In the end, it became a numbers game for a guy that never quite seemed to fit. Keep that in mind next time you’re going nuts over the next “can’t miss” recruit — this is just another example of the kind of wacky circumstances that can keep a kid from fulfilling his potential in a program.

Oh, and by the way: Still looking for mailbag questions. I’ve gotten a few already, and I’ll be working on it over the weekend. Continue to fire away here.

Posted in News | Tagged: , , | 8 Comments »

All quiet on the WSU HOOPS front

Posted by Jeff Nusser on May 13, 2008

It’s been a week since my last post, and honestly, there’s very little going on right now. I’ve still got some longer posts I’m kicking around/working on that are more big picture things, but nothing ready for publishing yet.

What I’d like to do is steal a little idea from my friend Grady over at Stadium Way, and solicit some e-mails for a mailbag post. Got a question that’s been burning you up? Shoot me an e-mail and I’ll be happy to share my thoughts with all.

Posted in Misc. Blog Stuff | 1 Comment »

Team unaffected by low NCAA APR score

Posted by Jeff Nusser on May 6, 2008

The NCAA made some waves today when it released its yearly report on Annual Progress Rates — a four-year rolling rate designed to measure both retention of athletes and their progress toward a degree. Despite having one of the lowest APRs in the WSU athletic department, the basketball team avoided the penalties that befell the football team.

I found the low figure of 903 curious, given the reputation the Bennetts have for commitment to academic excellence. As it turns out, the only reason the number stands as high as it does is because the Bennetts are so awesome: The figure in Dick Bennett’s first season was abysmally low — 813, more than 100 points below the NCAA’s accepted standard of 925 — thanks to the remnants of the Paul Graham era. In the past three years, the team has posted scores of 938, 923 and 942, and will presumably rise safely above that 925 figure next year, making any future conversation about scholarship losses moot.

The team escaped penalty this year because all of the players who left the program in 2006-07, either through transfer or exhausted eligibility, were on track to graduate.

The only basketball team in the Pac-10 to lose scholarships was USC, which the Los Angeles Times reports was due to Lodrick Stewart, Nick Young and Gabe Pruitt not attending classes after the end of last season.

Honestly, that’s where I think this NCAA program gets it right. There’s got to be some accountability for players not interested in making progress toward graduation and for institutions who don’t make sure they are interested. This relatively new system, which is only just now fully taking shape, is infinitely better than the antiquated graduation rate system, which was the epitome of how statistics can be skewed to say just about anything you want.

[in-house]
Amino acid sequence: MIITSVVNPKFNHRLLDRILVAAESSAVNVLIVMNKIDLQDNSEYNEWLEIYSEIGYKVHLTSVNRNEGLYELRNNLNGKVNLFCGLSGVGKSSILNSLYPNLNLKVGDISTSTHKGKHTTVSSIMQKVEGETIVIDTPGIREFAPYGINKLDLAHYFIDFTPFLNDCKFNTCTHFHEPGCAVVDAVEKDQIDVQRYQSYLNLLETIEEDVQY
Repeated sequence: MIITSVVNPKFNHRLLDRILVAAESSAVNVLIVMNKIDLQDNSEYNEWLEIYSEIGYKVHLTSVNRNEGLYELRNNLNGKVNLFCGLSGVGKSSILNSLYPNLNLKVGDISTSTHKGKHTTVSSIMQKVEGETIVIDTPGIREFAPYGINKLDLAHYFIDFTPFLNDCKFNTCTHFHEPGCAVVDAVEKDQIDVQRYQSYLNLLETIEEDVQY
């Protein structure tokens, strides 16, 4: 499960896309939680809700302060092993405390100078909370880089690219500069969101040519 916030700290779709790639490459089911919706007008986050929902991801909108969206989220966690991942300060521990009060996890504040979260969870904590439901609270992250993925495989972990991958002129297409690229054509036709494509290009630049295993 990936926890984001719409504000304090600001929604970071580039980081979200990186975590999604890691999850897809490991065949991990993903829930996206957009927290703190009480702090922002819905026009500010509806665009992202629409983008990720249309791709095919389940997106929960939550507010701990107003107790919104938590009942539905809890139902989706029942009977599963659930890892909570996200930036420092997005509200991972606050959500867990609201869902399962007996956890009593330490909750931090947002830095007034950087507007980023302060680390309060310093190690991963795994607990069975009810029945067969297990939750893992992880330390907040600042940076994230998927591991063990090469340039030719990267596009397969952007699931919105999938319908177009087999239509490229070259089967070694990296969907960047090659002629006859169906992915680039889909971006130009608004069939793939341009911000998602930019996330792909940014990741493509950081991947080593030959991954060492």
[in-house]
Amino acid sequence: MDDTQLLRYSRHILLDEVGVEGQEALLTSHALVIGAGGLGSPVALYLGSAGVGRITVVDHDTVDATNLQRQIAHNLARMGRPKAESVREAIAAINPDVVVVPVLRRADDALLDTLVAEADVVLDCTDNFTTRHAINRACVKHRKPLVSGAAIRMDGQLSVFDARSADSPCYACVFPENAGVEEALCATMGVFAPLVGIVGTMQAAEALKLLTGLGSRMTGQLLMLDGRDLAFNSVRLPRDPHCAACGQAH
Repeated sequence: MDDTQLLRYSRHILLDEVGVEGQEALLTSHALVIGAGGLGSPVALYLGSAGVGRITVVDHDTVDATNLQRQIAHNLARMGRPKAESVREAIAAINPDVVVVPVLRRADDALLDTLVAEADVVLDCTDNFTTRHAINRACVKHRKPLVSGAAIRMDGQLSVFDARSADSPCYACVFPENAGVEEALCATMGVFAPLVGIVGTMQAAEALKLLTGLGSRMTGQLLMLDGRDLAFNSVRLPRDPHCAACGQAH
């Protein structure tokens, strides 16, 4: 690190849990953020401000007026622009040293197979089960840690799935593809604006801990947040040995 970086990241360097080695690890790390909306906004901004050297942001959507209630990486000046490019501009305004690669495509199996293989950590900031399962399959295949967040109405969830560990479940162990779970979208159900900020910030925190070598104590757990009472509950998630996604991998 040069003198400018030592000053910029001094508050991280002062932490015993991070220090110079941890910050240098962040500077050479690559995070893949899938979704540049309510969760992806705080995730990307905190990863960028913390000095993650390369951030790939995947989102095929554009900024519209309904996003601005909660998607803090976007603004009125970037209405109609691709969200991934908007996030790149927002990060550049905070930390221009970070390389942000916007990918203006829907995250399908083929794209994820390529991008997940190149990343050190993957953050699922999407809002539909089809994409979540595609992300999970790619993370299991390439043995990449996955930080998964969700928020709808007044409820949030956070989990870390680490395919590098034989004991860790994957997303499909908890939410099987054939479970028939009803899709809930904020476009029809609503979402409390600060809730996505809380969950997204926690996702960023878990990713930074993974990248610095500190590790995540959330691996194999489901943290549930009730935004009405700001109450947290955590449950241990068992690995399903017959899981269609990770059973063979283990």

But this APR system also underscores the continuing gap between the haves and the have-nots in the NCAA.

Consider: Of the 53 men’s basketball programs to receive sanctions, only six are teams from BCS conferences — USC, Kansas State, Purdue, Seton Hall, Colorado and South Carolina. BCS schools make up roughly 20 percent of all Division I basketball schools, yet comprised only 11 percent of sanctions.

Is it because BCS schools have a premium on academically committed athletes? Or could it be because they generally have far more resources at their disposal, such as small armies of tutors and counselors, to “ensure” students stay on track for graduation?

Just some food for thought.

Posted in Discussion, News | Tagged: , | 4 Comments »

On Bennett’s raise

Posted by Jeff Nusser on May 5, 2008

So, there seems to be quite a bit of consternation that despite Tony Bennett receiving a sizable raise from the university, the buyout clause in his contract is still “only” $500,000 or so. Even though that’s a number that’s uncharted territory for any WSU coach, it doesn’t appear to be giving people a lot of comfort right now.

I know this is part of the angst built into our Cougar DNA, but let me provide a little perspective.

The sense I get is that everyone is reading a little too much into this raise. My understanding, from everything I’ve read, is that this isn’t a total restructuring of his contract, as it was last year — it’s just a raise.

Now, a $200,000 raise naturally raises the eyebrows of you and me who need four-to-six years to make that kind of jack — the sheer number makes us think that’s a huge raise, especially when the total amount the school is handing out has now topped seven figures. But it’s not even close to the kind of raise he received last year. Think of it this way: This is the equivalent of going from $40,000 a year to $50,000 a year — a nice raise to be sure, but not earth-shattering stuff.

The thing to keep in mind is that this was a one-sided affair, coming from the school’s side. Although Tony did ask for some things at the conclusion of the season, such as raises for his assistants and charter flights for the team, Tony didn’t ask for a raise for himself. Had he asked for it, I think it’s fairly obvious they all might have entered into the kinds of negotiations that would also protect the school with a larger buyout. But that wasn’t the case. Restructuring a contract is a complicated legal process that, quite frankly, I’m pretty sure neither side had any interest in undertaking.

Dale Carnegie would tell you that one of the three fundamental techniques in handling people is to “give honest and sincere appreciation.” I think this is precisely that. This is the school saying, “We know you didn’t ask for this, but hey, you’ve done an awesome job, and we want to let you know how much we value you by rewarding you.”

In an ideal world, we’d absolutely love to have a larger buyout. But that’s going to require ripping up the current agreement and going back to the drawing board, and that wasn’t going to happen this year. So the school did what it could do to protect its investment: Try to keep its best employee happy — not because he asked for it, but because it was the best thing to do.

Posted in Discussion | Tagged: , | 5 Comments »